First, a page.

inserts an “adjusted cost basis,” rather
than “investment in the contract.”
Therefore, the seller’s basis in the
contract must be adjusted to reflect the
hypothetical $10,000 cost of insurance.
Thus, the adjusted cost basis then
drops from $64,000 to $54,000. There-
fore even though the seller received
just $2,000 above the CSV, the total
gain is $26,000 ($80,000 sale price
minus adjusted basis of $54,000).
LIFE AND TAXES
Daniel Powell, chairman and chief executive
of Los Angeles-based investment concern
Christian Stanley, echoed Head’s optimism
about future growth in life settlements, but
said that the industry model itself remains a
large part of the problem.
“There’s a lot of potential, but [the life set-
FINANCIAL REFORM ENACTED
tlement industry] is archaic. They’re still us-
ing the same buy-and-hold model they have
for years,” said Powell. “As a result, there’s not
enough new money coming in and the poli-
cies that have been purchased are just sitting
in someone’s vault waiting to mature.”
Powell said that his firm has created a new
financial vehicle, a “Life Shares” mutual fund
comprised solely of reverse life insurance
policies. “What we’ve done is turn it into a
securitization business,” he said. “Everyone
should know what they could sell their policy
for, just as you would your house or your car.
You should have it appraised. You and your
accountant need to sit down and figure out
WASHINGTON, D.C. — President Obama
has signed the sweeping financial regulatory reform bill into law. The bill contains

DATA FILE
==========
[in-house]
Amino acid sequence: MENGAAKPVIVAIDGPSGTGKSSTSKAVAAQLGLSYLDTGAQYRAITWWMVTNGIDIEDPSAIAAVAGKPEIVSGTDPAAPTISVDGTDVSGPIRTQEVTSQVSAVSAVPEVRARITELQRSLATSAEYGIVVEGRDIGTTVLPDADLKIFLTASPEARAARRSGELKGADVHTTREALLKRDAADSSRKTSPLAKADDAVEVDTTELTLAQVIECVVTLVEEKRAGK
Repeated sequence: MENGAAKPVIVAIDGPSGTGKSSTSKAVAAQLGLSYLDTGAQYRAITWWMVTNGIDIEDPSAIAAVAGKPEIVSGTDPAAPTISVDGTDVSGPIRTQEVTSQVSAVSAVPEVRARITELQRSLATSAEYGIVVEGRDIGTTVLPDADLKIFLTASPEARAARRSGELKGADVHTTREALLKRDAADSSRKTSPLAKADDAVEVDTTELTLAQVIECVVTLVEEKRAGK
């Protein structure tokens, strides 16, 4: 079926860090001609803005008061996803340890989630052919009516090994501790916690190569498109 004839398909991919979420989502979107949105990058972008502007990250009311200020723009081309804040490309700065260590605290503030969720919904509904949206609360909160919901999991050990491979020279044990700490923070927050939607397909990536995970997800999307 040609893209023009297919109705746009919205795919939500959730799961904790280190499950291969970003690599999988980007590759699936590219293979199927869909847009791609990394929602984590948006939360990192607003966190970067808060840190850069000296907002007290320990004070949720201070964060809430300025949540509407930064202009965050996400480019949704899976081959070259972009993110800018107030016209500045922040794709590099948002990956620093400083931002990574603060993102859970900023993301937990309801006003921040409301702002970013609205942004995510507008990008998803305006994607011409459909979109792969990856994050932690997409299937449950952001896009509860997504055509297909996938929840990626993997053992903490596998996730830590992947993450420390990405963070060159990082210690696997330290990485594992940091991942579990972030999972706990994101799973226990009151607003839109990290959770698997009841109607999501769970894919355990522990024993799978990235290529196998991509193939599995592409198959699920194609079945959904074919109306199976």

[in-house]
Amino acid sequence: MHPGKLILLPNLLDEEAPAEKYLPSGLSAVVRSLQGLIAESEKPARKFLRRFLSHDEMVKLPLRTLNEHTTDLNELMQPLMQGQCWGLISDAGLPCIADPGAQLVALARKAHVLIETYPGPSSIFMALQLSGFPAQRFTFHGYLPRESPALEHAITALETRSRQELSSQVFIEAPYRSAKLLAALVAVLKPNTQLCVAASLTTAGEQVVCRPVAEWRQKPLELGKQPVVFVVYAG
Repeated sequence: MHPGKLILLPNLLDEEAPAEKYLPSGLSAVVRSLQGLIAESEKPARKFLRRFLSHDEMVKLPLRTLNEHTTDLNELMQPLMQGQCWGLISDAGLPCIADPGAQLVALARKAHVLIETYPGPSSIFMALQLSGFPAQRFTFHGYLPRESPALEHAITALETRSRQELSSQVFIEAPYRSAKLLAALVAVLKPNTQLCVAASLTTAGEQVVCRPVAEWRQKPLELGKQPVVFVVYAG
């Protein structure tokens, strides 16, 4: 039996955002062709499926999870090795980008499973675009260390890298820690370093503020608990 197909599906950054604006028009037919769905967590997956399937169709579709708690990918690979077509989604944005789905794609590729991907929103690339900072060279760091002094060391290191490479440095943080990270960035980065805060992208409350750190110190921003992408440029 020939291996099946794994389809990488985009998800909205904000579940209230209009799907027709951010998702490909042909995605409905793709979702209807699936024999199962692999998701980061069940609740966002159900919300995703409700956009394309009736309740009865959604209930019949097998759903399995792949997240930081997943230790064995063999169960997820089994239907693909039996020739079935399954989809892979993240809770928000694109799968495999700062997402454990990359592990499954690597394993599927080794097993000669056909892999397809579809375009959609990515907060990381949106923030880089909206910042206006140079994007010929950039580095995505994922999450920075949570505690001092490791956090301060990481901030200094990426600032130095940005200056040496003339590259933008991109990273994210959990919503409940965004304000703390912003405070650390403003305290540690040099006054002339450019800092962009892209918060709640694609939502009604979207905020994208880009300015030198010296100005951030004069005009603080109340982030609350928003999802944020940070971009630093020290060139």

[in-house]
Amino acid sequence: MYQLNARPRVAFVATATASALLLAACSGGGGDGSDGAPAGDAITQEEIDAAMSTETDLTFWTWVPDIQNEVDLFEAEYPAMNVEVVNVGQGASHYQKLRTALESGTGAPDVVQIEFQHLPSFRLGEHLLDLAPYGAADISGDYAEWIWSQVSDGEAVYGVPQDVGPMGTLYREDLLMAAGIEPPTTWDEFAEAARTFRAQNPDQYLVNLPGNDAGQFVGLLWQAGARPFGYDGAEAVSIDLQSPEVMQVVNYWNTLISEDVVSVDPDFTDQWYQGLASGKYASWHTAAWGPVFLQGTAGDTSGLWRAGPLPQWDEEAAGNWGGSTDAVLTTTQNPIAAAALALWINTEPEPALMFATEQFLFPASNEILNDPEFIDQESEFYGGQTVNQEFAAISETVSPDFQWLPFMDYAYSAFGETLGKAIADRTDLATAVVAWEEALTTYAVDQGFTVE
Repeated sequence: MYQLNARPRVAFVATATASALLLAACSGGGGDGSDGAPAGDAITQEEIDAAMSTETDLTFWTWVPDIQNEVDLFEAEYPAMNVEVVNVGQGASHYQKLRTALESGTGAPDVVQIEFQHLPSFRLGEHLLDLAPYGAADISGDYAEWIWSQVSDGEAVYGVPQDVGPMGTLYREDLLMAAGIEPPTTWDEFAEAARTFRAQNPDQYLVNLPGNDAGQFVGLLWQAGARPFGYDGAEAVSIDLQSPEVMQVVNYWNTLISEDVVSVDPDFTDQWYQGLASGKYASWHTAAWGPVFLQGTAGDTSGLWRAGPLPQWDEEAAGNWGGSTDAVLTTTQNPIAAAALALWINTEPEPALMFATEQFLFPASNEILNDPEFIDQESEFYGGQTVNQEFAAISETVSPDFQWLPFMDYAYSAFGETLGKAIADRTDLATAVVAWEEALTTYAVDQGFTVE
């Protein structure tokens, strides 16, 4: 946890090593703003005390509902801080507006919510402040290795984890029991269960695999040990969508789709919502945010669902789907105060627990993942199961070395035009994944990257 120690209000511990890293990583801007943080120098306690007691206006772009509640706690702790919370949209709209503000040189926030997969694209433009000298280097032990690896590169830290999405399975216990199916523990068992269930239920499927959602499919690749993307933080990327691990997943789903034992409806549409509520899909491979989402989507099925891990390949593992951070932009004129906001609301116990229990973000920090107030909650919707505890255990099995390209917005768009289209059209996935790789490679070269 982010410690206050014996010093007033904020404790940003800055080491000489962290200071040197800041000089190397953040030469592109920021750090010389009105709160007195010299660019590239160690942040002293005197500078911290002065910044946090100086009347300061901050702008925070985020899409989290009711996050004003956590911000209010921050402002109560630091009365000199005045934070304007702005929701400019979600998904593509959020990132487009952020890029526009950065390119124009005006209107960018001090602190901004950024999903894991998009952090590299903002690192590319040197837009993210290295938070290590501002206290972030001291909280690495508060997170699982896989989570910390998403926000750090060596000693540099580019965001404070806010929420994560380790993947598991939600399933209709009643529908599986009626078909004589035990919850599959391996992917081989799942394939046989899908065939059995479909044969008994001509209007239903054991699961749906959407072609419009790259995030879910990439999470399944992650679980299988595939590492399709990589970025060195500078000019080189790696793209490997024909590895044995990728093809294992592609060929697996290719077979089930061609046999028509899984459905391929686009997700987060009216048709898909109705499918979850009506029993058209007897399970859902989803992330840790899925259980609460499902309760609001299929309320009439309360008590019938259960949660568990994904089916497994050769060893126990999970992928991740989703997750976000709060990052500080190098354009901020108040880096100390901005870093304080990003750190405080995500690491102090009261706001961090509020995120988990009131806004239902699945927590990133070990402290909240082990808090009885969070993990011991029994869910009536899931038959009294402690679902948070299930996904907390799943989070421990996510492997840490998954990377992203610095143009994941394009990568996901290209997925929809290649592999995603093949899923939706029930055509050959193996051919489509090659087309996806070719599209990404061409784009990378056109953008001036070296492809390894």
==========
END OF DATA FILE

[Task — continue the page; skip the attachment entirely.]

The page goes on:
a vast array of provisions, including the
creation of a Bureau of Consumer Financial Protection and the ability to close
down failing financial institutions.
The act also expands the authority of
the Public Company Accounting Oversight Board to regulate auditors of brokers and dealers by providing them with
standard-setting, inspection and disciplinary authority regarding broker-dealer
audits. It also allows the PCAOB to share
information with foreign auditor oversight
authorities, and exempts smaller public
companies with a market cap of under
$75 million from Sarbanes-Oxley Section
404(b) audits of management’s assessment of internal controls. CPAs and tax
preparers are exempted from regulation
by the Bureau of Consumer Financial Protection, and CPAs may be called upon to
assist in audits of the bureau by the U.S.
KPMG BUYS GT’S
SUPPLY CHAIN PRACTICE
NEW YORK — Big Four firm KPMG has acquired the supply chain advisory services
practice of Grant Thornton LLP in order
to expand its restructuring capabilities.
Financial details of the transaction were
not disclosed. The acquisition is expected
to strengthen KPMG’s existing restructuring services practice. The transaction also
includes Grant Thornton’s Vontik software
system, and the addition of 23 professionals to KPMG. KPMG will also take
over existing Grant Thornton projects at